The boy’s family moved into an old house in the country when he was 5 years old. The first night, there was constant barking from a dog somewhere out back. It was non-stop. Finally, for some peace and quiet, the boy was allowed to bring the dog inside.
The small dog was a pitiful sight. She had long shaggy hair that was brown, black and white. Her ears were too long. Her legs were short and her body was long. She had a sweet face.
The dog was so pitiful looking, the boy named her Poor Pitiful Pearl. It was the beginning of a lifelong friendship.
Pearl was the smartest dog in the world. She could understand human talk.
You could just look at her and say, “Pearl, do you need to go out?” If she needed to, she would go and sit by the door.
Pearl slept with the boy. If Pearl was ready for bed before he was, she would go sit by his bedroom door. It was Pearl’s sign that it was bedtime.
Pearl had a favorite chair to relax in. If someone was in her chair, she would sit at their feet and stare at them. Sooner or later, they would scooch over or get up.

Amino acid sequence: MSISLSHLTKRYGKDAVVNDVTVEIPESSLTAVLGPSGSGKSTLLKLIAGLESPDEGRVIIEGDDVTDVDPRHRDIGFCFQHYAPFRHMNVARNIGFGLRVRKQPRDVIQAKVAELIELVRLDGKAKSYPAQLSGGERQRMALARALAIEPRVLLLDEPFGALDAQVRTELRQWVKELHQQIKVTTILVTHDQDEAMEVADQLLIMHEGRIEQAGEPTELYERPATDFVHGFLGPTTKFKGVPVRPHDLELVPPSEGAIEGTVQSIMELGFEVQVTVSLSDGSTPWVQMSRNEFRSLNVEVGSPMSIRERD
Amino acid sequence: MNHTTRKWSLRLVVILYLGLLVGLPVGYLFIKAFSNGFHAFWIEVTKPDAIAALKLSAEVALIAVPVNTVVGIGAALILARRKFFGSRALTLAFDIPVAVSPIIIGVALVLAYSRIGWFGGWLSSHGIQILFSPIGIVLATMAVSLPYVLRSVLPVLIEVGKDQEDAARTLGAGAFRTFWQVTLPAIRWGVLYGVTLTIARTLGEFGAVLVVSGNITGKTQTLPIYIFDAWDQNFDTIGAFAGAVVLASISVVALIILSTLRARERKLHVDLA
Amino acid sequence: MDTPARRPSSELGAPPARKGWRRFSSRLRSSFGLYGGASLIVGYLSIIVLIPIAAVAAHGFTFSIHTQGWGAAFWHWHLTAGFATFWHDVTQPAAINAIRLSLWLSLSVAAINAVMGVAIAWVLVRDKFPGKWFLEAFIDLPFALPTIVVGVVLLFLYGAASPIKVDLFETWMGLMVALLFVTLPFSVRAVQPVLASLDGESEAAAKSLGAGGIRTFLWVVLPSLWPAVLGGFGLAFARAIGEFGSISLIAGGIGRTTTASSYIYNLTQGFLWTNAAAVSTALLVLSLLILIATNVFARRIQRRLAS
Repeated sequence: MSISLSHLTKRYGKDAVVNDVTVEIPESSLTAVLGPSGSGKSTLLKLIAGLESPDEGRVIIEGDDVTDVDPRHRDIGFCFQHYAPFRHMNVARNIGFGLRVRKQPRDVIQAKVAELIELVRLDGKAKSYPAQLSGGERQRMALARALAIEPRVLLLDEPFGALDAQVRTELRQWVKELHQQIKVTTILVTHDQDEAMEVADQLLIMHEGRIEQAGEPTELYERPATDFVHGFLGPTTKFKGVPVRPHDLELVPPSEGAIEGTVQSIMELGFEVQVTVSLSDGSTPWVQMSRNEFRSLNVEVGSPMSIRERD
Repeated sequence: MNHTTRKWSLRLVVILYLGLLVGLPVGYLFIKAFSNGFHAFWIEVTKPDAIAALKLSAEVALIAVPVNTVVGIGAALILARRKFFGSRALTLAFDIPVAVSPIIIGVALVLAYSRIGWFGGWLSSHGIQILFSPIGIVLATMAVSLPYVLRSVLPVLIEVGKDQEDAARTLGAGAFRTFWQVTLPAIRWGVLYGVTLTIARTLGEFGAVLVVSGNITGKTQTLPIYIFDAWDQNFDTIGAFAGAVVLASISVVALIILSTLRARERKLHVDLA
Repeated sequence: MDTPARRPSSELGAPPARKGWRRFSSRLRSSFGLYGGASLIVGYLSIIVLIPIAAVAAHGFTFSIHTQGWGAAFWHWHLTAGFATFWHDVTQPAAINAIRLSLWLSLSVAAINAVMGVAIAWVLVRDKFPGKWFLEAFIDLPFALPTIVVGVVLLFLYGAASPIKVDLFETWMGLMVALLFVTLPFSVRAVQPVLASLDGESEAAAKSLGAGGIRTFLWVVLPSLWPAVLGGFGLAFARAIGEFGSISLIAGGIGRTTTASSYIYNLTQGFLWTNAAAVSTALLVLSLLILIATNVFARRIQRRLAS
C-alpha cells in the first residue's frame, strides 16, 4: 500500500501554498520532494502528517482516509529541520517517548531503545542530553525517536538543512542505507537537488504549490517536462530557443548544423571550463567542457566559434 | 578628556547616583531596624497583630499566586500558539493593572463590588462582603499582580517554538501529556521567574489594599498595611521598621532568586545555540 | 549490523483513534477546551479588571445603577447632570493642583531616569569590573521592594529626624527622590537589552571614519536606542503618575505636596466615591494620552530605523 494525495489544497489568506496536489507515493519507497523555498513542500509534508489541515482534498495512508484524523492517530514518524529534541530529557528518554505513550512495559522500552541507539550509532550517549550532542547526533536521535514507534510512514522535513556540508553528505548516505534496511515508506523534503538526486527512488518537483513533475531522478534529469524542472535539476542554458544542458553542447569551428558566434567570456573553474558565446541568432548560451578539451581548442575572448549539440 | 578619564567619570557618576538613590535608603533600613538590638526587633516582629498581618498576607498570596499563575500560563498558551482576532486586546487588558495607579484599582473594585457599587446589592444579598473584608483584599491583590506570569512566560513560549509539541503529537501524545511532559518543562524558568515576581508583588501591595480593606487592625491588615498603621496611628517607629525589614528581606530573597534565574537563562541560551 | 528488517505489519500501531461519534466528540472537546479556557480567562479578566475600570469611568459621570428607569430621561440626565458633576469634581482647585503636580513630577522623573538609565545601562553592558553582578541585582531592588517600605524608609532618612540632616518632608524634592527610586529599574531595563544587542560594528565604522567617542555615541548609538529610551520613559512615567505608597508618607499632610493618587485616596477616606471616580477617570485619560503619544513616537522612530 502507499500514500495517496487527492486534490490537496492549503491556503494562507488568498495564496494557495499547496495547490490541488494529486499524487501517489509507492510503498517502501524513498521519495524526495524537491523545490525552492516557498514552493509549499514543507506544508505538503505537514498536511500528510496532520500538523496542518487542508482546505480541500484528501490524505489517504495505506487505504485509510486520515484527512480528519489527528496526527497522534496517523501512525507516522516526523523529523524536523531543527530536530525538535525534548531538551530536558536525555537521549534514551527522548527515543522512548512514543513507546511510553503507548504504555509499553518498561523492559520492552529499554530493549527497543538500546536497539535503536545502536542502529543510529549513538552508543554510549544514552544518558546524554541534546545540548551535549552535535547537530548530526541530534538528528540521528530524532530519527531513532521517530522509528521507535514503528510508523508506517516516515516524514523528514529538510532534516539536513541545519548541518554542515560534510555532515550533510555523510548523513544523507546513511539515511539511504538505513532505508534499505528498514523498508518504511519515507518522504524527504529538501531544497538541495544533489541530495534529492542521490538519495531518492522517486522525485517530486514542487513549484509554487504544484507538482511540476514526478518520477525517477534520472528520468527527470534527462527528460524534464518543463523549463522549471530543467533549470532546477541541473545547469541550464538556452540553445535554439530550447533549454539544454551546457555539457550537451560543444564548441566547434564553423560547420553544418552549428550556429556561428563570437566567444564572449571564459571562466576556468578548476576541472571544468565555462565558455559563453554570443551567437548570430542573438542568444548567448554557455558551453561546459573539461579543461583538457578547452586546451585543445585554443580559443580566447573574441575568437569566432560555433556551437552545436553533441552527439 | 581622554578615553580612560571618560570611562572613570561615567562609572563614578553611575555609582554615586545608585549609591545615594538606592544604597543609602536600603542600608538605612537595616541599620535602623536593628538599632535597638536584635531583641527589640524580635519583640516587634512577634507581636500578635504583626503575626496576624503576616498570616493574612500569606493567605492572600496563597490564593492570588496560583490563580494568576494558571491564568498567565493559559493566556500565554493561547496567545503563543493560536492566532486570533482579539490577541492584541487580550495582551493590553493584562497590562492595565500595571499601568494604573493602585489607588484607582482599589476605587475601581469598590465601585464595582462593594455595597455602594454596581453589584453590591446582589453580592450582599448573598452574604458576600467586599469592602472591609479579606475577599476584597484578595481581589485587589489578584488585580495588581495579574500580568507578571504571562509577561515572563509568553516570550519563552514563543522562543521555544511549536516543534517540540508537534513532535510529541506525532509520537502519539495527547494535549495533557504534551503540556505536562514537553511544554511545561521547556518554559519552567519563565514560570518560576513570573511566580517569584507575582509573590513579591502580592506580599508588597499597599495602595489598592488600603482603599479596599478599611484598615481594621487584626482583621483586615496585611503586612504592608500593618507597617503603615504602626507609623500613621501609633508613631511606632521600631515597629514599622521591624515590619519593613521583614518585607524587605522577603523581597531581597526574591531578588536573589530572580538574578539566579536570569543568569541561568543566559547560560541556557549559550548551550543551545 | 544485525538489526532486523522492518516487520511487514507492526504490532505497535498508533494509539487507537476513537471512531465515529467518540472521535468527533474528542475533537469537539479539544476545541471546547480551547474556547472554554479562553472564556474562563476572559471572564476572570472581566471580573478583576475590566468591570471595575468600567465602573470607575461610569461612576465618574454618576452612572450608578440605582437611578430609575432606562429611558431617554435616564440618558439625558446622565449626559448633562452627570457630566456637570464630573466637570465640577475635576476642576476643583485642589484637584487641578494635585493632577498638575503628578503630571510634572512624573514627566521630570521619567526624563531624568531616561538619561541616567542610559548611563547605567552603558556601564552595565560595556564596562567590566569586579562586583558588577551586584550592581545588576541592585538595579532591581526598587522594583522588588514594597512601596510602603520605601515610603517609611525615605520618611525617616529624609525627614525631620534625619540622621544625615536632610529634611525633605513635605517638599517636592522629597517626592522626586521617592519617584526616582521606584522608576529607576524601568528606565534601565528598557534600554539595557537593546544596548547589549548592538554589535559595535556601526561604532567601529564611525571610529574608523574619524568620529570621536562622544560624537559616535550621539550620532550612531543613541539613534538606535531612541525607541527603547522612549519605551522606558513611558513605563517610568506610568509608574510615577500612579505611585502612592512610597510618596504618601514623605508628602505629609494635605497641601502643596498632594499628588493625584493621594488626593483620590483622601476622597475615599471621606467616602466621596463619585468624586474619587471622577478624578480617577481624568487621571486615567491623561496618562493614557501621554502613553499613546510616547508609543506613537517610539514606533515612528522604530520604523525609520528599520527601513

Pearl could sit up and beg. It was her only trick. She was excellent at it.
Pearl was a fast runner. Her short legs put her low to the ground. Pearl could “run like the wind.”
If the family left in the car, Pearl would wait. When she saw the car turn into the drive, she would start running in a circle. Faster, faster and faster she’d run. It was her ‘welcome home’ to the boy.
Pearl was a good dog.
She didn’t chase cars or cats.
She didn’t growl or snarl at people.
Pearl had a litter of mixed-mutt pups.
The ad in the classifieds described the giveaways as Pearl Pups.
Several called saying they were not familiar with the Pearl breed.
The boy interviewed every likely pup owner before allowing adoption of a Pearl pup.
When the boy wasn’t at home, Pearl would sometimes wander the neighborhood. No one minded except the neighbor who lived directly across the street. The neighborhood called him “Coach”. Coach had a habit of interrupting and “coaching” the children playing In the park next door.
Coach reported Pearl to the authorities on a “dog at large” charge.
He filed the complaint because Pearl did not stay in her own yard.
After two charges, two court appearances and two fines paid, a fence was built to keep Pearl at home.
Behind the fence, Pearl’s only access to protection from the weather was inside the garage. There she found and drank some antifreeze.
The boy, now a young man, came home to find Pearl collapsed.
The veterinarian said dogs are attracted to antifreeze because of its sweet taste; it is deadly.
Pearl did not survive.
Pearl and the boy had been best friends for 13 years; almost all the boy’s life.
The boy was Roy H. Williams.
– Sue Williams